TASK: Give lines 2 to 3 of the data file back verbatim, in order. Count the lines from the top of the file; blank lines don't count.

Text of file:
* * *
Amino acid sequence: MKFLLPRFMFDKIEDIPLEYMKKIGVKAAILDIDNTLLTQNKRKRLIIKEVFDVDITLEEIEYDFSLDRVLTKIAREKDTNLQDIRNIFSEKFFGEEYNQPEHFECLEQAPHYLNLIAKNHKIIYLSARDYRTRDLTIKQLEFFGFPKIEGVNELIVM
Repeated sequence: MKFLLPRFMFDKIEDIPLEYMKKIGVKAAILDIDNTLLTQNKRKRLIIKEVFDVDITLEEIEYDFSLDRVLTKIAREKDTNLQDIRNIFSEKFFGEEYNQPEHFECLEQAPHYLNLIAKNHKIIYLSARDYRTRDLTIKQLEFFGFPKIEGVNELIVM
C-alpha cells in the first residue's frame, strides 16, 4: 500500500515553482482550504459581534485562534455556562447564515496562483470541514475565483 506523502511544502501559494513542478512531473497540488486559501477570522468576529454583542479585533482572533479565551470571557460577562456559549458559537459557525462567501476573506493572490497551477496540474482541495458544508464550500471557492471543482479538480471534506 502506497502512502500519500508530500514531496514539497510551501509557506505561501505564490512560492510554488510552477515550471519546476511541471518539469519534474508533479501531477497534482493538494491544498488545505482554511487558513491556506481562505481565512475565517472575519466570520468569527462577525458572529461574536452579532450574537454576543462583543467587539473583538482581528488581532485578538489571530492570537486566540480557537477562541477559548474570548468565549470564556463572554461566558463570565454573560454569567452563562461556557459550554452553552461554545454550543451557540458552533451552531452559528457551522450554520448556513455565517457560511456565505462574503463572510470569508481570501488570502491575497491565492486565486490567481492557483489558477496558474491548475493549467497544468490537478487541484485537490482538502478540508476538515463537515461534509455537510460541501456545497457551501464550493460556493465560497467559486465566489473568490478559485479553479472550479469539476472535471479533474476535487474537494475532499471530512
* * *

Repeated sequence: MKFLLPRFMFDKIEDIPLEYMKKIGVKAAILDIDNTLLTQNKRKRLIIKEVFDVDITLEEIEYDFSLDRVLTKIAREKDTNLQDIRNIFSEKFFGEEYNQPEHFECLEQAPHYLNLIAKNHKIIYLSARDYRTRDLTIKQLEFFGFPKIEGVNELIVM
C-alpha cells in the first residue's frame, strides 16, 4: 500500500515553482482550504459581534485562534455556562447564515496562483470541514475565483 506523502511544502501559494513542478512531473497540488486559501477570522468576529454583542479585533482572533479565551470571557460577562456559549458559537459557525462567501476573506493572490497551477496540474482541495458544508464550500471557492471543482479538480471534506 502506497502512502500519500508530500514531496514539497510551501509557506505561501505564490512560492510554488510552477515550471519546476511541471518539469519534474508533479501531477497534482493538494491544498488545505482554511487558513491556506481562505481565512475565517472575519466570520468569527462577525458572529461574536452579532450574537454576543462583543467587539473583538482581528488581532485578538489571530492570537486566540480557537477562541477559548474570548468565549470564556463572554461566558463570565454573560454569567452563562461556557459550554452553552461554545454550543451557540458552533451552531452559528457551522450554520448556513455565517457560511456565505462574503463572510470569508481570501488570502491575497491565492486565486490567481492557483489558477496558474491548475493549467497544468490537478487541484485537490482538502478540508476538515463537515461534509455537510460541501456545497457551501464550493460556493465560497467559486465566489473568490478559485479553479472550479469539476472535471479533474476535487474537494475532499471530512